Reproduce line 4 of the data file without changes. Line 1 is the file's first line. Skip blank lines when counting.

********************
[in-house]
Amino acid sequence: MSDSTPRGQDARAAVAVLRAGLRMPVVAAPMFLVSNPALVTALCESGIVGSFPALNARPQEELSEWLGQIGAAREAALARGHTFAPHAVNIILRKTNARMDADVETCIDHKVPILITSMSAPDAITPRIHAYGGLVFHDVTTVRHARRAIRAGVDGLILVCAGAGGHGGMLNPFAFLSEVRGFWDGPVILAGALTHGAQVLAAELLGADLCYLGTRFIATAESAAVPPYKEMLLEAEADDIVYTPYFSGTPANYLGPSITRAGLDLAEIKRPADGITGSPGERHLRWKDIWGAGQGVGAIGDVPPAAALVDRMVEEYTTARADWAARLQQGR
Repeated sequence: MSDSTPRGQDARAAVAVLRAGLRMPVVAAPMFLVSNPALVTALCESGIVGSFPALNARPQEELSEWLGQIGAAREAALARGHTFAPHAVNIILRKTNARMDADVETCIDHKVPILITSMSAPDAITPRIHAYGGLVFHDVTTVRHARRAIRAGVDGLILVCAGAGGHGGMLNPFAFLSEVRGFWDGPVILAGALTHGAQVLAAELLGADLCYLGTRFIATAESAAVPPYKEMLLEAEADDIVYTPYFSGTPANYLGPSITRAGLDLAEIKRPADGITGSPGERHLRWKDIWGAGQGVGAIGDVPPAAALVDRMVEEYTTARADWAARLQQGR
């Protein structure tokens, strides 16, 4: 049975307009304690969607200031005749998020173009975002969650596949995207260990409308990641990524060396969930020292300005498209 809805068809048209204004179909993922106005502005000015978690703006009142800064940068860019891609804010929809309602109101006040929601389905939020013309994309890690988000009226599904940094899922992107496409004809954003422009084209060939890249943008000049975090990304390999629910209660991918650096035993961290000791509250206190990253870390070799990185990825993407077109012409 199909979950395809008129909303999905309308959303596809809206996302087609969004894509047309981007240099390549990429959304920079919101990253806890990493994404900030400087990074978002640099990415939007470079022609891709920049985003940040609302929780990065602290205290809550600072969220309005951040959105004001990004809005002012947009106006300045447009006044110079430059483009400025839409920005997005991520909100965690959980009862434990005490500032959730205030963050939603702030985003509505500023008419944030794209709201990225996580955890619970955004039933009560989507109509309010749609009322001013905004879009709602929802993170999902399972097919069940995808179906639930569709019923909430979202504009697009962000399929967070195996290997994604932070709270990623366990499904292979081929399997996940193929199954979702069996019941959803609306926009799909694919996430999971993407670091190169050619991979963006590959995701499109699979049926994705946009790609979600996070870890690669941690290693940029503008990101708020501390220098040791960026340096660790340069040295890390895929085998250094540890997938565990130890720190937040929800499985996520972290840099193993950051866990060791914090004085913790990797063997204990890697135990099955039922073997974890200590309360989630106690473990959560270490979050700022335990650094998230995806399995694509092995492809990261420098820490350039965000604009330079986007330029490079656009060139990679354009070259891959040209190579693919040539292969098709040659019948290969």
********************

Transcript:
């Protein structure tokens, strides 16, 4: 049975307009304690969607200031005749998020173009975002969650596949995207260990409308990641990524060396969930020292300005498209 809805068809048209204004179909993922106005502005000015978690703006009142800064940068860019891609804010929809309602109101006040929601389905939020013309994309890690988000009226599904940094899922992107496409004809954003422009084209060939890249943008000049975090990304390999629910209660991918650096035993961290000791509250206190990253870390070799990185990825993407077109012409 199909979950395809008129909303999905309308959303596809809206996302087609969004894509047309981007240099390549990429959304920079919101990253806890990493994404900030400087990074978002640099990415939007470079022609891709920049985003940040609302929780990065602290205290809550600072969220309005951040959105004001990004809005002012947009106006300045447009006044110079430059483009400025839409920005997005991520909100965690959980009862434990005490500032959730205030963050939603702030985003509505500023008419944030794209709201990225996580955890619970955004039933009560989507109509309010749609009322001013905004879009709602929802993170999902399972097919069940995808179906639930569709019923909430979202504009697009962000399929967070195996290997994604932070709270990623366990499904292979081929399997996940193929199954979702069996019941959803609306926009799909694919996430999971993407670091190169050619991979963006590959995701499109699979049926994705946009790609979600996070870890690669941690290693940029503008990101708020501390220098040791960026340096660790340069040295890390895929085998250094540890997938565990130890720190937040929800499985996520972290840099193993950051866990060791914090004085913790990797063997204990890697135990099955039922073997974890200590309360989630106690473990959560270490979050700022335990650094998230995806399995694509092995492809990261420098820490350039965000604009330079986007330029490079656009060139990679354009070259891959040209190579693919040539292969098709040659019948290969």